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Senate unveils next piece of Obama jobs bill

By Andrew Taylor

Associated Press

Published: Friday, Oct. 21 2011 3:30 p.m. MDT

Vice President Joe Biden speaks with Sen. Tom Harkin, D-Iowa, during a news conference to urge the passage of the Teachers and First Responders Back to Work Act, Wednesday, Oct. 19, 2011, on Capitol Hill in Washington. Sen. Robert Menendez, D-N.J., is at left.

Haraz N. Ghanbari, Associated Press

Enlarge photo»

WASHINGTON — President Barack Obama's Senate allies said Friday that the next piece of his failed $447 billion jobs measure to get a vote would be a $60 billion program for roads, bridges and other public works projects.

Like two earlier proposals, this piece figures to be unanimously opposed by Republicans and a few Democrats over its stimulus-style spending and tax surcharge on the very wealthy. A test vote on the measure will come after the Senate returns from vacation next month.

The legislation would provide an immediate $50 billion investment in roads, bridges and airports, and transit systems. It also would establish a $10 billion bank to leverage private and public capital for longer-term infrastructure projects.

"This legislation will create hundreds of thousands of construction jobs rebuilding our roads, bridges and infrastructure," said Majority Leader Harry Reid, D-Nev.

The measure would be financed by a 0.7 percentage point surcharge on income over $1 million.

The announcement by Senate Democrats came the day after Republicans scuttled a pared-back jobs measure designed to boost hiring of teachers and first responders.

That $35 billion measure combined $30 billion for state and local governments to hire teachers and other school workers with $5 billion to help pay the salaries of police officers, firefighters and other first responders.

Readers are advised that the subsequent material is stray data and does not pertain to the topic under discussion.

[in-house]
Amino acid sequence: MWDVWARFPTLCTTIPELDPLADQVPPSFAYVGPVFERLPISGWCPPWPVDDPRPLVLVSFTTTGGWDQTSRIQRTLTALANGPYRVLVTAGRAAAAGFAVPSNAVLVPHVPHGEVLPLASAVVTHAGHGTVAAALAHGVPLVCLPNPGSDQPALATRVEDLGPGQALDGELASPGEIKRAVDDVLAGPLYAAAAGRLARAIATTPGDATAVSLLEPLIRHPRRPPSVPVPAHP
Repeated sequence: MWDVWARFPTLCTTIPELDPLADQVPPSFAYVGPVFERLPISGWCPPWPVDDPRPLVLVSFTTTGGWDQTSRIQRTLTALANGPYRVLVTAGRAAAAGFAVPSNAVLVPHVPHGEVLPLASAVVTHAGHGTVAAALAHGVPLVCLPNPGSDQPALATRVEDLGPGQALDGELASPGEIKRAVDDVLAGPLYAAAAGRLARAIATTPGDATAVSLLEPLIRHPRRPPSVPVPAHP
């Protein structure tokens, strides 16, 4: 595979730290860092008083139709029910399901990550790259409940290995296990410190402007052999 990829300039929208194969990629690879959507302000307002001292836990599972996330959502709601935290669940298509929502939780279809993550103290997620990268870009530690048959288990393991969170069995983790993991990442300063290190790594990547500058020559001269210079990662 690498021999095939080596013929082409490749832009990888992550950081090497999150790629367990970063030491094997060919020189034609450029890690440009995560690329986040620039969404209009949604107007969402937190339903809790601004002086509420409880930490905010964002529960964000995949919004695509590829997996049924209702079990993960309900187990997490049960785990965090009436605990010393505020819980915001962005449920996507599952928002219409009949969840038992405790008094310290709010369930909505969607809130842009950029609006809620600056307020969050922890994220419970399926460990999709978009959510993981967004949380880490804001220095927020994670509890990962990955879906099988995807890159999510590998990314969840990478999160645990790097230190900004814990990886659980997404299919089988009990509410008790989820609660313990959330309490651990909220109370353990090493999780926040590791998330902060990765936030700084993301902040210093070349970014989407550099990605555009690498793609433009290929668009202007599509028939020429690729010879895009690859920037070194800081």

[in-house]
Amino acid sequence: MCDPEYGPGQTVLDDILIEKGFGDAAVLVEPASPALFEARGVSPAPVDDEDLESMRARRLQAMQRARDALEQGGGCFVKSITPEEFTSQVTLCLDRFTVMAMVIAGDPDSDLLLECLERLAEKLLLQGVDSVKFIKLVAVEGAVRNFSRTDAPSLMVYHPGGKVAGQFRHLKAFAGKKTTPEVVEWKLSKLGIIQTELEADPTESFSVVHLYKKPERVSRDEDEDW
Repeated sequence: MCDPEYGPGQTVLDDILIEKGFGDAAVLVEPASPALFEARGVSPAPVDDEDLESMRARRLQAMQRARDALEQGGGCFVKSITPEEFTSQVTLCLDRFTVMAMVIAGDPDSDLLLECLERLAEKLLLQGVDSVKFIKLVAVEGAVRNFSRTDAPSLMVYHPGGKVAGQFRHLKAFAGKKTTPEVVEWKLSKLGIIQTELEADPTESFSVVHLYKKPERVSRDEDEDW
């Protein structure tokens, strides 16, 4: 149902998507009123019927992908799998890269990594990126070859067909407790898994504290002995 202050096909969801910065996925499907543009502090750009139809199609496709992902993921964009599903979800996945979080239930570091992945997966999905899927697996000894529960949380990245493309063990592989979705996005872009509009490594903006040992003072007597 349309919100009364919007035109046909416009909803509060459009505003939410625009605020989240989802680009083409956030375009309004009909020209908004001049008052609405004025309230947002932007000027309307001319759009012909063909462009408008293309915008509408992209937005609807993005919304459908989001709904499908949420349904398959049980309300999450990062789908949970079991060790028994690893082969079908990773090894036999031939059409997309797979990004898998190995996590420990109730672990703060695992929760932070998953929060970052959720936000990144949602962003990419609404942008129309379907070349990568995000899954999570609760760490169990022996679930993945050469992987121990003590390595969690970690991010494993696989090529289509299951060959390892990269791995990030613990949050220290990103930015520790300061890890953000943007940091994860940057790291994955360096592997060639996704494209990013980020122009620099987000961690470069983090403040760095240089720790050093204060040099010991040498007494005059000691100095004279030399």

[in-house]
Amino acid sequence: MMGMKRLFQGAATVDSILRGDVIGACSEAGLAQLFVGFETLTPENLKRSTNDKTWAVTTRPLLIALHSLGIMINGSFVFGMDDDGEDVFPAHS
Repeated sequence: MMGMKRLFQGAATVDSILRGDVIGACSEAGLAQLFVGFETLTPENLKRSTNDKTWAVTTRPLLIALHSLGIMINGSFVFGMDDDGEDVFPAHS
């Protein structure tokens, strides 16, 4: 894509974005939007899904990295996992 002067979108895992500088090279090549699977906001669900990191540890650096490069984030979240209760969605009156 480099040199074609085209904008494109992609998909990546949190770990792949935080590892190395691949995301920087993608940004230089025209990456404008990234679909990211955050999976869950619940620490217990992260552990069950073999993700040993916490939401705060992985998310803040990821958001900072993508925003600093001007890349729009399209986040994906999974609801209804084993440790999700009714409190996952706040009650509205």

The White House said it would "support" almost 400,000 education jobs for one year. Republicans called that a temporary "sugar high" for the economy and said it was a public bailout of state and local governments.

Obama and his Democratic allies are acting like they've found a winning issue in repeatedly pressing popular ideas such as infrastructure spending and boosting hiring of police officers and firefighters. The sluggish economy and lower tax revenues have caused many teachers' jobs to be cut over the past several years.

"For the second time in two weeks, every single Republican in the United States Senate has chosen to obstruct a bill that would create jobs and get our economy going again," Obama said in a statement after the vote. "Every American deserves an explanation as to why Republicans refuse to step up to the plate and do what's necessary to create jobs and grow the economy right now."

Countered GOP Sen. Marco Rubio of Florida: "We cannot afford to be bailing out local governments, and we can't afford stimulus 2.0."

An Associated Press-GfK poll taken Oct. 13-17 found 62 percent of respondents favoring the tax surcharge as a way to pay for jobs initiatives. Just 26 percent opposed the idea.

"Hopefully, maybe, after they take another recess, Senate Republicans will hear from their constituents, come back with a different attitude about what this economy needs right now," White House spokesman Jay Carney said Friday.

More ominously for Democrats, however, the poll shows that Obama's party has lost the faith of the public on handling the economy. In it, only 38 percent said they trust Democrats to do a better job than Republicans in handling the economy, the first time Democrats have fallen below 40 percent in the poll. Some 43 percent trust the Republicans more.

"The fact is we're not going to get this economy going again by growing the government. It's the private sector that's ultimately going to drive this recovery," Senate Minority Leader Mitch McConnell, R-Ky., said.

Immediately after the vote on Obama's jobs plan, Democrats turned the tables and stalled Republican-backed legislation that would prevent the government from withholding 3 percent of payments to government contractors.

Many Democrats and Obama support the idea but object to pay for it with $30 billion in cuts from domestic agency spending. Advocates of repealing the withholding requirement say it will help create jobs, especially from contractors on large projects with smaller profit margins.

The GOP-controlled House is likely to pass the measure next week and Reid promised that the Senate would revisit the issue.

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